What if every very little thing is not going to be alright?
What if Bob was just trying to make us feel better but instead steered us away from the truth? The truth about life, especially as we experience it in 2020, is that life is difficult. There are challenges and there is suffering. In a culture that likes to be the masters of our own destiny it can be hard to comprehend that every little thing may not be alright. It’s hard to look that in the face.
We can see clearly that everything little thing is not going to be alright for the hundreds of thousands of people who have died from coronavirus. It is not going to be alright for those who weren’t able to say goodbye to loved ones due to travel restrictions as they passed away in hospital. It’s not going to be alright for those who are separated from family members due to hard borders being in place – parents missing out on seeing their kids grow and develop during one of the most challenging times in recent history. You can never get those times back. Saying ‘don’t worry about it’ to those people doesn’t seem to help and nor should it.
So what do we do? Do we just get sucked into the void of depression because ‘life sucks’, things are not always good and not everybody is nice? How do we continue to function? How can we keep putting one foot in front of another and finding the joy in life?
There is great power in naming something. When we can honestly name a situation or experience as tough, overpowering, challenging and just plain sh*t, there is an internal shift. It allows us room to experience the painful emotions, to sit with them and notice them for what they are – emotions that will pass. It’s not blame, it’s not loaded with outrage, it is just a time to express sadness and recognise that not everything is okay. When we can do that, it provides an emotional depth that creates a foundation of greater emotional joy.
Sometimes, everything isn’t going to be alright. But during those times, we don’t need to run from it or pretend it’s not happening, we can sit in it and even find joy in its midst.
‘From the overflow of the heart, the mouth speaks.’
Have you ever wondered how some people just seem to be so happy all the time? It can be quite disconcerting as you go about your day, struggling through your afternoon slump, stressing about your upcoming deadline, cursing how quickly your last coffee was consumed, and then Mr. or Mrs. Happy pop up and share their joy of life with you, offer you a helpful suggestion with your deadline and source another coffee for you. I mean, who do they think they are? Even if you can’t think of someone you know who is like this, believe me, they are out there.
The most amazing thing is that when you find out more about these people and hear their story, you usually discover that they have had to endure, and possibly still are enduring, some incredibly difficult life circumstances, tragedy and loss. It is most often unfair and sad, yet there they stand with a smile on their face. Not a fake one either (I thought that was their trick for a while, but it is real happiness).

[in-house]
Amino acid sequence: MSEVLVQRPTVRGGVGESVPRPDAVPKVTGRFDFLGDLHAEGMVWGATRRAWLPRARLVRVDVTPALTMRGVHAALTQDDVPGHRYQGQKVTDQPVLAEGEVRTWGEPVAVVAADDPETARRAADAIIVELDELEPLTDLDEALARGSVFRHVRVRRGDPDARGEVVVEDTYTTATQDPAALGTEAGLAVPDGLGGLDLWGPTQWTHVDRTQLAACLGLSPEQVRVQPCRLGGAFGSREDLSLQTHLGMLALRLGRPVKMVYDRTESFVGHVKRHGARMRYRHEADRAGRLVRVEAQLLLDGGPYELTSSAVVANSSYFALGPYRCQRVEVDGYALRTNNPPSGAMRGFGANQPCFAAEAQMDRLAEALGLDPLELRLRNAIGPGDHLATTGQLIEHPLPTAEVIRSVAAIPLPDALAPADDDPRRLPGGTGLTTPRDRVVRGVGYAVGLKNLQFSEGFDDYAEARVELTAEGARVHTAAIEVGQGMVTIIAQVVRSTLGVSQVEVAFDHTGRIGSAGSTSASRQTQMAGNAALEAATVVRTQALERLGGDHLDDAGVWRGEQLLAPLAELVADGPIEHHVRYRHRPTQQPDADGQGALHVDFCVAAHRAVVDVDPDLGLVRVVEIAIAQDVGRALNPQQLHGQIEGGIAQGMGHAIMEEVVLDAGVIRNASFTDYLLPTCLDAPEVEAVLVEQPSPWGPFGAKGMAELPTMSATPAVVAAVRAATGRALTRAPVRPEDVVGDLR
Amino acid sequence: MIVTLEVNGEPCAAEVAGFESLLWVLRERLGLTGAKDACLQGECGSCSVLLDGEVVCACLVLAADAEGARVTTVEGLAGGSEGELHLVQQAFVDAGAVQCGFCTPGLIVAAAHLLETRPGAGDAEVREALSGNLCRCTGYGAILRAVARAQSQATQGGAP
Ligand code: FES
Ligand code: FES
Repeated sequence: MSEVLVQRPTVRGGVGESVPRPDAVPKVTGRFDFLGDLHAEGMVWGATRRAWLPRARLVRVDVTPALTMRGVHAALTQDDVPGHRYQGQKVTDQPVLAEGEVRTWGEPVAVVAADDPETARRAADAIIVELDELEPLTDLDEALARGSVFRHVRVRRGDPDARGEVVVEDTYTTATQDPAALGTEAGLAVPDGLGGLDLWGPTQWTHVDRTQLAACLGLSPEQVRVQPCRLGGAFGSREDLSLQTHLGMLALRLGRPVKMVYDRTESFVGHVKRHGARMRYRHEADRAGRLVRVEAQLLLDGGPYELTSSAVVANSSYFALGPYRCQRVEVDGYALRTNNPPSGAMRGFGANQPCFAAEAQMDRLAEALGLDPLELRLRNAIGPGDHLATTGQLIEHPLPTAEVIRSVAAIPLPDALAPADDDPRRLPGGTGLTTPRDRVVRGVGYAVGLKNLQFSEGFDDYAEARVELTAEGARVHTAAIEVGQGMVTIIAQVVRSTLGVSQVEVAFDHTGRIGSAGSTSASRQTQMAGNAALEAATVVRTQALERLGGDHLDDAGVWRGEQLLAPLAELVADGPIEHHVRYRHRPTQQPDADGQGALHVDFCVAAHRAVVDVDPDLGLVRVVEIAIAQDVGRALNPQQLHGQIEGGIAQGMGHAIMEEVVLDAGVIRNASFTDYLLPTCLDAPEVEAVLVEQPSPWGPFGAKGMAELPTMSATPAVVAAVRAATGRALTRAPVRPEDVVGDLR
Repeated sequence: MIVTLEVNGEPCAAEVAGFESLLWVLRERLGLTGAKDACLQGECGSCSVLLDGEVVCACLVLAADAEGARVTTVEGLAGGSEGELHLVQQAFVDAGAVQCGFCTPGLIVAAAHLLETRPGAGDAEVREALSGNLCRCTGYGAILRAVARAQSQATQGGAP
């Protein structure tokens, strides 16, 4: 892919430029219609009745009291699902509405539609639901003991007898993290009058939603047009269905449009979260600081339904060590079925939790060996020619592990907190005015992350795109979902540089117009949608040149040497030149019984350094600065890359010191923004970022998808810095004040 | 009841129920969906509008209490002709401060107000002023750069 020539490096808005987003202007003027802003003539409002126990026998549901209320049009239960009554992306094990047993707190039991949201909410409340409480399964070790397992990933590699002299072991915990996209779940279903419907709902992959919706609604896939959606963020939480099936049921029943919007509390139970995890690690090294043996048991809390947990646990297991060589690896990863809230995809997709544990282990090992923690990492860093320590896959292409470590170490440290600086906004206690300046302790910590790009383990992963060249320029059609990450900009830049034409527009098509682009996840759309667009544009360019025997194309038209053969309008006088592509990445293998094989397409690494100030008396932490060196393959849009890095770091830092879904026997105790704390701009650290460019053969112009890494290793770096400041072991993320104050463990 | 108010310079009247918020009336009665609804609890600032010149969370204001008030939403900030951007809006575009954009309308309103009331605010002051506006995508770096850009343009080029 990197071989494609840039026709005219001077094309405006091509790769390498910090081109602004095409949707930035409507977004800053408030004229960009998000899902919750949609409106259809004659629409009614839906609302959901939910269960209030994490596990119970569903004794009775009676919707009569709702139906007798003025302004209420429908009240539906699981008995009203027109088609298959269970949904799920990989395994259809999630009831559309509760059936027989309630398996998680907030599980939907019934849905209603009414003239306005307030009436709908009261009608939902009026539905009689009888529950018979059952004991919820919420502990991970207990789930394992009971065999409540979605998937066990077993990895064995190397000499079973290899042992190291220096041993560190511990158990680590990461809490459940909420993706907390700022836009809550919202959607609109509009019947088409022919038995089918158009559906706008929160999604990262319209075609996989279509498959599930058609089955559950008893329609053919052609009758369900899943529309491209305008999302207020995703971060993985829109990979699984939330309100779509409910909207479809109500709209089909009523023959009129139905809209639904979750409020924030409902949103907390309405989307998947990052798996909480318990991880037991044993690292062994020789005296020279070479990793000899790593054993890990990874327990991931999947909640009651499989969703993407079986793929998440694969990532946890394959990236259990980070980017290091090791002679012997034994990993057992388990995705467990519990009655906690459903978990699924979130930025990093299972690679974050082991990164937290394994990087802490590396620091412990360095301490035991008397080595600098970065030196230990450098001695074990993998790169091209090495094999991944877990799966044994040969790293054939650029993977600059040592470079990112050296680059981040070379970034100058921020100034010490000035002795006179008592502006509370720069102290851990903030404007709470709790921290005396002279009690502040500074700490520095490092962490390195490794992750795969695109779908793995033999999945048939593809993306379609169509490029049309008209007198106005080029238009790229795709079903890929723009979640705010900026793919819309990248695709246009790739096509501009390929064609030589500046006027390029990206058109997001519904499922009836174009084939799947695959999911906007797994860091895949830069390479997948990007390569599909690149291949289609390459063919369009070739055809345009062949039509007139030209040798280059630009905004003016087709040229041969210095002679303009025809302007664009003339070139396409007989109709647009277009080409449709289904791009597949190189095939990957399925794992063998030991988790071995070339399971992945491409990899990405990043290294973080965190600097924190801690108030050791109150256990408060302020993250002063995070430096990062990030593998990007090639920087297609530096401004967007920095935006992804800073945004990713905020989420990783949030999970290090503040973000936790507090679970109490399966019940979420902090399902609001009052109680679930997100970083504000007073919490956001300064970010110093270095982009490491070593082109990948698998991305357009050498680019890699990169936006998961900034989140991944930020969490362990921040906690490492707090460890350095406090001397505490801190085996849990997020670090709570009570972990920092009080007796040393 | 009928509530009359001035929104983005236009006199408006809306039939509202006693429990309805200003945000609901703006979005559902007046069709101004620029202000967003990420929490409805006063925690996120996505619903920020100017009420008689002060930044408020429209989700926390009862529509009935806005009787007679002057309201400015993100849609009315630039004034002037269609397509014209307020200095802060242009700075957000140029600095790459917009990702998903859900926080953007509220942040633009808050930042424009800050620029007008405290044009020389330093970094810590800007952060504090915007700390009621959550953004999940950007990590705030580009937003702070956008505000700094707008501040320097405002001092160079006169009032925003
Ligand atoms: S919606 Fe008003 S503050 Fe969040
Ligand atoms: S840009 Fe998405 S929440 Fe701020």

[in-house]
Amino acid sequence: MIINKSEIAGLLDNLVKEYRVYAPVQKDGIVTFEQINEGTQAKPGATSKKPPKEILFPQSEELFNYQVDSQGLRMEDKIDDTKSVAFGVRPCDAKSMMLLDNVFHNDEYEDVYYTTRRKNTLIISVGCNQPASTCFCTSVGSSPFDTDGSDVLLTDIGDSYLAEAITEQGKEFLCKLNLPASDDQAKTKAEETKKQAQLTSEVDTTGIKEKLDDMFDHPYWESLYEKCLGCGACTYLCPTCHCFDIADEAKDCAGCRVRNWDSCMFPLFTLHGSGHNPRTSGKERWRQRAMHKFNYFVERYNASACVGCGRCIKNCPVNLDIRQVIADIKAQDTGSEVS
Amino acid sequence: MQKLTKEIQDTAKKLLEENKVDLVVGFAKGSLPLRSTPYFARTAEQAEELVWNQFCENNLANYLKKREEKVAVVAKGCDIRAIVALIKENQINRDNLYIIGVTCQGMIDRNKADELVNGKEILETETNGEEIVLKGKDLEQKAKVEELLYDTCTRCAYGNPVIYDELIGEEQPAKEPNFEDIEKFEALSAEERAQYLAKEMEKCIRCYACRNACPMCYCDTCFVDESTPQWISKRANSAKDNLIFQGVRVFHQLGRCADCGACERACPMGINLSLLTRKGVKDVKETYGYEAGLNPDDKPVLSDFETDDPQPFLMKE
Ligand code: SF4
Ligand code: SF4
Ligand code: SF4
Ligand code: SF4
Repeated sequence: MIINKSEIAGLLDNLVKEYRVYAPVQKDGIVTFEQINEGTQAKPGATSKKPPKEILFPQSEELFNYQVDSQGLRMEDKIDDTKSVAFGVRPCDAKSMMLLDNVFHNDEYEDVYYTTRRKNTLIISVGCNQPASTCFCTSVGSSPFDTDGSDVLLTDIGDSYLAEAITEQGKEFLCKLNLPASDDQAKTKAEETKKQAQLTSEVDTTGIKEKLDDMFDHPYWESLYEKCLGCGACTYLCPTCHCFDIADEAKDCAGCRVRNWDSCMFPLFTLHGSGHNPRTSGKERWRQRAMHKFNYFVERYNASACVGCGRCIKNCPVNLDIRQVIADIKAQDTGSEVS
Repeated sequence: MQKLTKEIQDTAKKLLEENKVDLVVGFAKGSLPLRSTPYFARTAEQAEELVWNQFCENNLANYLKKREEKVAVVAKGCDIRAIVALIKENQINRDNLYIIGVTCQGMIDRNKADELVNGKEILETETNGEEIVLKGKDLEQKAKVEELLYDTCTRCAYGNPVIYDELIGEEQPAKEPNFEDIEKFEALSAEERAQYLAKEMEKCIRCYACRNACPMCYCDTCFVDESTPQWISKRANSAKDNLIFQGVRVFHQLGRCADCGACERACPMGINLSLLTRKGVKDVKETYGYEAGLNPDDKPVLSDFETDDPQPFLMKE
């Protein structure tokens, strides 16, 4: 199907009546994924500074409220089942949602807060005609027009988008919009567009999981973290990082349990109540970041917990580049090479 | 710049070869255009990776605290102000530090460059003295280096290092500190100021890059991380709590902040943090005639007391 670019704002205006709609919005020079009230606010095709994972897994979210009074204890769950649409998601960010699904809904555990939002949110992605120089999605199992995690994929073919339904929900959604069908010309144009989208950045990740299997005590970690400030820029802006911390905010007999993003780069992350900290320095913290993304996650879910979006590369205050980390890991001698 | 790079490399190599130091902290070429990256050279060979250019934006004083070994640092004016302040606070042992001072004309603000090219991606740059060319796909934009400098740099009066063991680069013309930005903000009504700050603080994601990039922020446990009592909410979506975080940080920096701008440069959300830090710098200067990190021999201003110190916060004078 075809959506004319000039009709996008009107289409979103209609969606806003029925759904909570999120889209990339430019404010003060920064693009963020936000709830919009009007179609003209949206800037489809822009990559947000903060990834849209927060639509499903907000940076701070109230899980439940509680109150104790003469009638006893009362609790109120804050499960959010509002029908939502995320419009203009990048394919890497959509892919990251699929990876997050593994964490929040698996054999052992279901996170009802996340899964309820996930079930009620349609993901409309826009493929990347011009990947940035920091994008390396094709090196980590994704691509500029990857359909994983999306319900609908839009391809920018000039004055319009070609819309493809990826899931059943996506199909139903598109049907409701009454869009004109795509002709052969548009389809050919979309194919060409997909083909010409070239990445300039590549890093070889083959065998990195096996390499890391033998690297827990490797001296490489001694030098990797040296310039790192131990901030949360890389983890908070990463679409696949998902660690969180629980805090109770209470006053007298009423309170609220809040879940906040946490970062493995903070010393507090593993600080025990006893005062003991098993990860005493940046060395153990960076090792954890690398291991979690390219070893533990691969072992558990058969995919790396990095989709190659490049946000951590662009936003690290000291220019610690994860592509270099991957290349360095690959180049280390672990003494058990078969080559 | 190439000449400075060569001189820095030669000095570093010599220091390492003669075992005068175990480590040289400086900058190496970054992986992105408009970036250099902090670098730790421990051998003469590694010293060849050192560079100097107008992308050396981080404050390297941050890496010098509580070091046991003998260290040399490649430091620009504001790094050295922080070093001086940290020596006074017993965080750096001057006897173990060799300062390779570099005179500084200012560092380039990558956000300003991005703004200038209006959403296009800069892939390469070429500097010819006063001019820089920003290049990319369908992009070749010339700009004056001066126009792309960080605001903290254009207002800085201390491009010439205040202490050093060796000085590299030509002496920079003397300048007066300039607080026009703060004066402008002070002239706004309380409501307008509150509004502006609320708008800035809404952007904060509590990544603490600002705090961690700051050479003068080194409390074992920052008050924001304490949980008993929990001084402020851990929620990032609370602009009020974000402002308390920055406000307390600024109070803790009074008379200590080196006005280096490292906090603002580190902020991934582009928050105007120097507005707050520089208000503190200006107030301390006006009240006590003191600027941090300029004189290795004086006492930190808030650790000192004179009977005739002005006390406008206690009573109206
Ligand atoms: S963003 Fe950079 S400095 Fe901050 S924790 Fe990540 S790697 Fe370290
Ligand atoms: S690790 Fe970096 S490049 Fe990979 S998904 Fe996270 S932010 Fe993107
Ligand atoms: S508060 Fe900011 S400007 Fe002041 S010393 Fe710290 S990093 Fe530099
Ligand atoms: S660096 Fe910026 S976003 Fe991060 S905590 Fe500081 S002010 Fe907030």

It turns out that, whilst not everyone who goes through hardship surfaces with a happy demeanour, those that do manage to find something in life that they are grateful for. It is a conscious effort, every day to find the good things they have and over time, that sense of gratitude overflows into generosity towards others. Gratitude breeds generosity, in all areas of life. You cannot stop it.
All action that we take is motivated by something internal.
I missed a concert recently. It was going to be amazing, the first date night with my wife for a while, a musician that we both loved, the first concert of their Australian tour. By all accounts a perfect night ahead…until
There are very few words that I can use to explain what happened and not gross you out, but just before we were about to leave our 18 month old was unwell, which required a clean up and a decision that we couldn’t leave him with babysitters like that, even if they were family. So we gave our tickets away and I was shattered. We both were. So much of a build up led to a giant let down and disappointment.
Most people around me at the time shared my disappointment, but a few encouraged me to be thankful for what I did have and for the fact that other people enjoyed the concert on my behalf. I hear that, but I wasn’t in the place, yet.
I think it’s important when we experience loss in life that we acknowledge it and experience it. Sure, this was just a concert but the principal is the same with any loss. For us it was a loss of an experience, a loss of what could have been, and in some way I needed to grieve that loss.
After a little while we got tickets to another concert. A different artist and venue, but this one we actually made it to, just, and we loved it. We probably loved it more because we missed out previously.
Loss breeds gratitude. If we let it, if we sit with the painful, difficult parts of life and grieve, that paves the way, over time, for joy to be experienced.